A Short Excerpt from Coconut Oil

Here is a very short excerpt from the “Wintertide” chapter of “Coconut Oil.” Oh, and the jouissance of the creamy oil’s single flavor savors of favor, in the bath, kitchen, by the four-poster or berth, for dry skin, diaper rash, or when the dark knells for thee. No need to refrigerate. Oil squeaky hinges, refurbish…

On hasty writing and reading

I was struck by Louis Menand’s comment in his review of Douglas Brinkley’s biography of Walter Cronkite (New Yorker, July 9 & 16, 2012), that “…’Cronkite’ (HarperCollins), is long and hastily written… (88).” I wasn’t surprised, though, for US culture is Menand’s turf, and his own output, if the measurement means anything, is dwarfed by…

On The New Yorker On Twitter; or, Drink, Memory

This week, The New Yorker, on Twitter, is sponsoring a tweet-fest, calling on followers to tweet their all-time favorite New Yorker piece. My first response was a tongue-in-cheek, “The Cartoons”! I’ve been reading the New Yorker, a weekly, for over 40 years, but these days when I intone the magic words, “Speak, Memory,” I often…

Hybrid Reading and “Sex and the vote”

Newspapers are dying, but as they slide into immateriality, they’re looking for ways to merge into Internet traffic. Regular columnists are forced to blog to establish stronger and closer connections with their audiences. No doubt many regular columnists are already longing for the days when they had the highway to themselves. Blogging, of course, invites…

“Off with their heads!” Rhetorical Images of Heads of States

“Off with their heads!” shouts Carroll’s Queen in Wonderland. Just so, Platon has beheaded them all in “Portraits of Power,” in the December 7 New Yorker. The head of state is not a whole person, but a symbol, but of what? “The king is an erection of the body politic,” Norman O. Brown says in…

Caleb Crain and Becker-Posner Print Their Blogs

As we watch the coming of the end of books and the disappearance of newspapers, we note an increase in electronic self-publishing, blogs the obvious pedestrian example, but then, in an interesting twist, we see blogs subsequently published in more traditional print copy format. Two recent and noteworthy examples illustrate: Caleb Crain’s The Wreck of the…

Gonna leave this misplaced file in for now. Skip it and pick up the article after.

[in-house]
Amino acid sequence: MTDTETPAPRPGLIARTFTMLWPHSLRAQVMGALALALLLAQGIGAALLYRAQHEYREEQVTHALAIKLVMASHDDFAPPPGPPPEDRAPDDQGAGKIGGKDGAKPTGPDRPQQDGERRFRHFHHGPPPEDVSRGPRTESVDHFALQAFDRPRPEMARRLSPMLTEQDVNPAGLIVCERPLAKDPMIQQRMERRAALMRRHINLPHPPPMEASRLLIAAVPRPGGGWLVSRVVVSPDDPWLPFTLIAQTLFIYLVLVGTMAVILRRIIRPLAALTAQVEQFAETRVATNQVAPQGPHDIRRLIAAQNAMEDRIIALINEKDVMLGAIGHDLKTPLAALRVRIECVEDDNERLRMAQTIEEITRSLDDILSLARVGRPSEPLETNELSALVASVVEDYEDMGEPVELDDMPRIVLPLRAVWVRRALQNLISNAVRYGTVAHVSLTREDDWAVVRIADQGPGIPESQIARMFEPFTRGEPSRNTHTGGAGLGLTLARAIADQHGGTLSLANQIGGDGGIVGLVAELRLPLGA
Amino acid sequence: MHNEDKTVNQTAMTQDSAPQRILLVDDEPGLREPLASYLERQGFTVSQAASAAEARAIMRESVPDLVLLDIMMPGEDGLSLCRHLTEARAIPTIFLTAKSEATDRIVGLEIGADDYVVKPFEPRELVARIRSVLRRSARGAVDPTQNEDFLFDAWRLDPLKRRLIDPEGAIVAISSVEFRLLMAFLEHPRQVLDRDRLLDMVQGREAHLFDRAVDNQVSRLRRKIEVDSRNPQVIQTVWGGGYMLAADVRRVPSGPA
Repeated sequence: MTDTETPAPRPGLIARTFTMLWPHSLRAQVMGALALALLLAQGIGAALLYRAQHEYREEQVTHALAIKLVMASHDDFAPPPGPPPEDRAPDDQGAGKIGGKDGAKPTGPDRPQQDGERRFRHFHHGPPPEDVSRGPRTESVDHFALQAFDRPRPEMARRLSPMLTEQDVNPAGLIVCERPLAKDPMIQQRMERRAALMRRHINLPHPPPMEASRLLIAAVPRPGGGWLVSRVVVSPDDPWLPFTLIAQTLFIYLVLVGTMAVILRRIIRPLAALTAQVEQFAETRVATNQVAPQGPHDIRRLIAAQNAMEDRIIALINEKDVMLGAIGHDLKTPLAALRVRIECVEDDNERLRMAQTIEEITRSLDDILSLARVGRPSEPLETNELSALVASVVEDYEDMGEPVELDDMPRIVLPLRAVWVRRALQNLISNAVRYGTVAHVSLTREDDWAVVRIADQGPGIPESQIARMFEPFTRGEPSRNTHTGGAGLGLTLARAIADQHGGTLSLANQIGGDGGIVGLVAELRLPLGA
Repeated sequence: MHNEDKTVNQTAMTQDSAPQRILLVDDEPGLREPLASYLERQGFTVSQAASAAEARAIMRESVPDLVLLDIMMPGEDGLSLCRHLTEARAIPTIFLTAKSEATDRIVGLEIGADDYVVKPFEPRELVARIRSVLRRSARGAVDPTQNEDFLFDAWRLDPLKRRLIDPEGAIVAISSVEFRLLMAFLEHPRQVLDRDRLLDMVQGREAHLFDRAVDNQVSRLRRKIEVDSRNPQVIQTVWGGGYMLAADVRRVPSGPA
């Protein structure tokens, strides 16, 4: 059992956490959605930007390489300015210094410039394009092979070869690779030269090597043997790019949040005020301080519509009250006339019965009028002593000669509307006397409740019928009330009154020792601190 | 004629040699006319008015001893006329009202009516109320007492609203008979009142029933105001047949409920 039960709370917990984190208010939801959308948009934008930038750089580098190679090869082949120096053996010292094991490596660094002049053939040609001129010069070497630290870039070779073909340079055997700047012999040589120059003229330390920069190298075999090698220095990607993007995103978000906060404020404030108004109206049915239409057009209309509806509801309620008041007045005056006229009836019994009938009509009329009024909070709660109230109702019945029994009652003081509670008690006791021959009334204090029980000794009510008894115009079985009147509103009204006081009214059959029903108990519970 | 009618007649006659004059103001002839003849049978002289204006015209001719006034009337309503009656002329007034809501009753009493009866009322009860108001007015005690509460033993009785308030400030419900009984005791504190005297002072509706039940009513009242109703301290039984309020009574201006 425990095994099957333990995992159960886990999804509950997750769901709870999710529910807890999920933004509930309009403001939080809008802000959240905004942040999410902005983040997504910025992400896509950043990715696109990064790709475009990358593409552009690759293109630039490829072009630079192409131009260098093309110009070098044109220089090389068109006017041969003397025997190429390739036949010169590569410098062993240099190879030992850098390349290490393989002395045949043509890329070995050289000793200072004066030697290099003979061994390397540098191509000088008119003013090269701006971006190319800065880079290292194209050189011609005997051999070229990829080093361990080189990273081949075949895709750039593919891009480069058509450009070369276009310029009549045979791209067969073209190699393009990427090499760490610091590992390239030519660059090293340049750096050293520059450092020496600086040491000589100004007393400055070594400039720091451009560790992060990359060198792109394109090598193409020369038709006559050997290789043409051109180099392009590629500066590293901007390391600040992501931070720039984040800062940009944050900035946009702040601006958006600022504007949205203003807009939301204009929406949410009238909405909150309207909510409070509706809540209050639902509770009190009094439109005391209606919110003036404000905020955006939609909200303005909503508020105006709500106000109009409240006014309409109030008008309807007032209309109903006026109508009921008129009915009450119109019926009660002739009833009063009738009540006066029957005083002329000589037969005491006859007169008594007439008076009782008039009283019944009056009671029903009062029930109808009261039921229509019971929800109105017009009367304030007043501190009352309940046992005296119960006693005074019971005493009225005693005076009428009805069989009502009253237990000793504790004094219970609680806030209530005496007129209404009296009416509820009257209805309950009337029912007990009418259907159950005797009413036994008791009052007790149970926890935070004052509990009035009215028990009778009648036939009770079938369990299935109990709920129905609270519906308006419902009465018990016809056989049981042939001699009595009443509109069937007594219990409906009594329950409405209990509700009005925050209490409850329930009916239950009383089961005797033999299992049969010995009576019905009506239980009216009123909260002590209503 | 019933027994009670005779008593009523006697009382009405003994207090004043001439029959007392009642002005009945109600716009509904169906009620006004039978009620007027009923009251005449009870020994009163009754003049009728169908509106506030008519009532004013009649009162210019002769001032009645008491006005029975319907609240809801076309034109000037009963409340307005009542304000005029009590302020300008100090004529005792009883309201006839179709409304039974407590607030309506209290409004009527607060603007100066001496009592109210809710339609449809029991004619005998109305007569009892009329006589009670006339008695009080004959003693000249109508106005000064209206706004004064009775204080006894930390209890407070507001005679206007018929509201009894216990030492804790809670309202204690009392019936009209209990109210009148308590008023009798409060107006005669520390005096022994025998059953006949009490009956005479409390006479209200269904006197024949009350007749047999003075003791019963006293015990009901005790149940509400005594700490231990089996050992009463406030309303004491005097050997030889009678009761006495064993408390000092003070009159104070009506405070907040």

Double Shot, Hold the Book

The end of books is closer than we thought. A short article in today’s Christian Science Monitor discusses a private high school that has replaced the books in its library with a $12,000 espresso machine, three sports bar like TVs, Kindles with e-books, and laptops. Apparently, the old, hard copy books were not being checked out and…

Bio-Lego-Land: Building a Better Body thru Metaphor

In the September 28, 2009 issue of The New Yorker, we meet synthetic bio-Lego-boys Drew Endy and Rob Carlson: “Some of my best work has come together in my mind’s eye accompanied by what I swear was an audible click, ” Carlson tells New Yorker’s Michael Specter, who says Endy has never forgotten “…the secret…

Jane Kramer tosses a toad to Montaigne

Jane Kramer tosses a lit toad into Montaigne’s lap – sitting in his tower, surrounded by his books, like nothing else in Tennessee: “He would have loved Google” (p. 40). Would Montaigne have loved Google, which, according to Nicholas Carr, is making us stupid? Certainly, Montaigne was a blogger, his “hits” count initially limited by the…

Where jazz and literature get encaged

The 2009 Believer music issue (July/August 09) arrived yesterday, and there’s a perceptive interview with jazz guitarist Pat Martino: “BLVR: What do you think jazz’s place in American culture is today?” “PM: The only thing I can be definitive with is an example. Take the students of jazz in our conservatories and universities. They’re studying…

Kicking E. B. White When He’s Down

To a neighborly inquiry, yes, we saw the vicious attack on the venerable E. B. White, first in the Chronicle, then, with several bystanders jumping on for a kick or two, in the Times. We first became aware of Pullum at Emdashes, where, we thought, Martin Schneider – omitting needless words – handled the matter…

Distance of First Person Plural

For some time we’ve been thinking of addressing the blog’s use of the first person plural. Are we a group blog, or command central for some multiple personality? Are we looking for safety in number? At St. Anthony’s in the early sixties we lined up outdoors in front of our classrooms following recess, shortest in the front to tallest…